MED Magazine - Issue 25 - December 2004
in Business English
Final in a series of articles on Business English issues
Since the September issue of MED Magazine, we have been looking at basic considerations of teaching Business English (BE) such as the difference between teaching general English and BE, classroom management, and the role of culture. This month I would like to discuss the importance of learner independence or self-reliance in BE. What students do to help themselves learn is key to a successful BE course. And how we can cultivate their sense of learner autonomy is crucial for a realistic, beneficial learning process.
Individual learning style impacts the conception of student self-reliance in the BE acquisition process. Learning style basically implies how our students best recall information. With this style in mind, learning and teaching should be mirrored, but this is often not the case. Assuming or guessing at learning styles from both the participants' and teacher's side, can cause misunderstanding and disappointment. To avoid this, successful BE teaching must be based on open communication and then brought back to its student focus. Thus, differing learning styles must be considered and factored in for the entire course.
Learning styles show a preference of how students learn or study in the most effective way. This is influenced by previous learning experience along with socio-linguistic and cultural factors. Explore and consider the difference in your students from Asia, Africa or the Middle East. Learning styles are moulded by their societal influence and experience.
When the learning styles are identified, the teacher has the chance to instil a sense of the students being in control of their own learning. In practical terms, focusing on their learning style is essential for BE students to see tangible results, both in their own learning and the group's progression on the whole. Moreover, emphasis on students' individual learning preferences enhances their self-esteem while avoiding boredom and burn-out.
Based on your students' style of learning, you as the trainer can take steps for organising your course. The BE teacher should aim to give the participants tools to create a foundation to make learning a realistic, total process where the students are making maximum use of their time both inside and outside the classroom. In the early stages of any course, consider the following:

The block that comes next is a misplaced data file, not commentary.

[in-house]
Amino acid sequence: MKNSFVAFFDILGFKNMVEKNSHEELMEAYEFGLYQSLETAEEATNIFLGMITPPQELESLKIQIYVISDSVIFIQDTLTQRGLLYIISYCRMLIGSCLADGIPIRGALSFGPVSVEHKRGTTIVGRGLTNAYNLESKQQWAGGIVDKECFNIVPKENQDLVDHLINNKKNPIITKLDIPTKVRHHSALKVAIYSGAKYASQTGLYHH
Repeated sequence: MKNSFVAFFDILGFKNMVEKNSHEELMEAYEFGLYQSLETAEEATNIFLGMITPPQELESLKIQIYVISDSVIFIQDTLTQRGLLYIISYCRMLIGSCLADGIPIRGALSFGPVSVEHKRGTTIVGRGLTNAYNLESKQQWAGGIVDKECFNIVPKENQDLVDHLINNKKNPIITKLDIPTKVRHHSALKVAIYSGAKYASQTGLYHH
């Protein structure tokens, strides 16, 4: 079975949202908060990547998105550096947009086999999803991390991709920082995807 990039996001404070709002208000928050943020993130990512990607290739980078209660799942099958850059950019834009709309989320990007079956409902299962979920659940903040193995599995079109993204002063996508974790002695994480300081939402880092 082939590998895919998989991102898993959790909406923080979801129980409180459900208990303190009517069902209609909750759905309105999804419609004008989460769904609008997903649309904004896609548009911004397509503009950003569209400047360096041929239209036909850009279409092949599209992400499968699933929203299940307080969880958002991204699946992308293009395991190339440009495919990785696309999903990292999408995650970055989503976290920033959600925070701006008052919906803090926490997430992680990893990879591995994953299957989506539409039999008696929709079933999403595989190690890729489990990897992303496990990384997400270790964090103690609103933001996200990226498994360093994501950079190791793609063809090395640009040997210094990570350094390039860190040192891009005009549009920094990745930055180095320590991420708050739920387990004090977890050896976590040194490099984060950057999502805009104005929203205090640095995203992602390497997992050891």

Involving students in the above points creates a framework for learning where learner self-reliance is a crucial element. This can be stimulated through discussion or surveys with these self-reflective ideas:
Self-reliance in the learning process
Self-reliance signifies students taking charge of their own learning both inside and outside the lesson. With this heightened feeling of autonomy, students carry on the learning process between class meetings. Participants will notice how their independent learning efforts contribute to a unified process, linking self-reliance to classroom learning.
BE teachers should constantly emphasize and cultivate a whole BE learning process: in and away from class time. They can observe, monitor, or overhear students in:
BE teachers can help their students by offering ways of improvement, suggestions and tips for enhancing learning. Your constant input will keep the momentum and motivation moving ahead for your students.
Methods and tools
To facilitate self-reliance, there should be an implementation of practical tools and methods throughout the entire course. Here are some suggestions:
For the BE learning process to be successful, teachers or trainers should remember that student motivation is of paramount importance. Motivation is at the centre of cultivating any learner self-reliance. As teachers, we convey the idea that the learning process is for the students' benefit, not ours. It is not to please us, but rather to enhance student motivation and self-esteem for their own sense of accomplishment.
With each class or lesson, motivation has to be monitored, adjusted and boosted by the teacher whenever necessary. There ought to be regular, frank discussion of what is affecting your students' motivation. Job or personal demands may place constraints and cause frustrations for students trying to maintain their classroom work along with any self-study. On the other hand, if the students seem highly motivated, then sharing of how they manage this would only underline the key importance of motivation for the other students.
Learner independence is yet another challenging issue for teaching BE. We can help put the students on the right path for getting the most out of their language learning experience. Once they have a heightened awareness of how much they can affect their own learning, self-reliance becomes an integral component of the process. In BE particularly, this will only add to their self-esteem in preparing themselves as competent professionals in international business.
Benson, P and Voller, P. Autonomy and Independence
in Language Learning. (Pearson Education, 1996)
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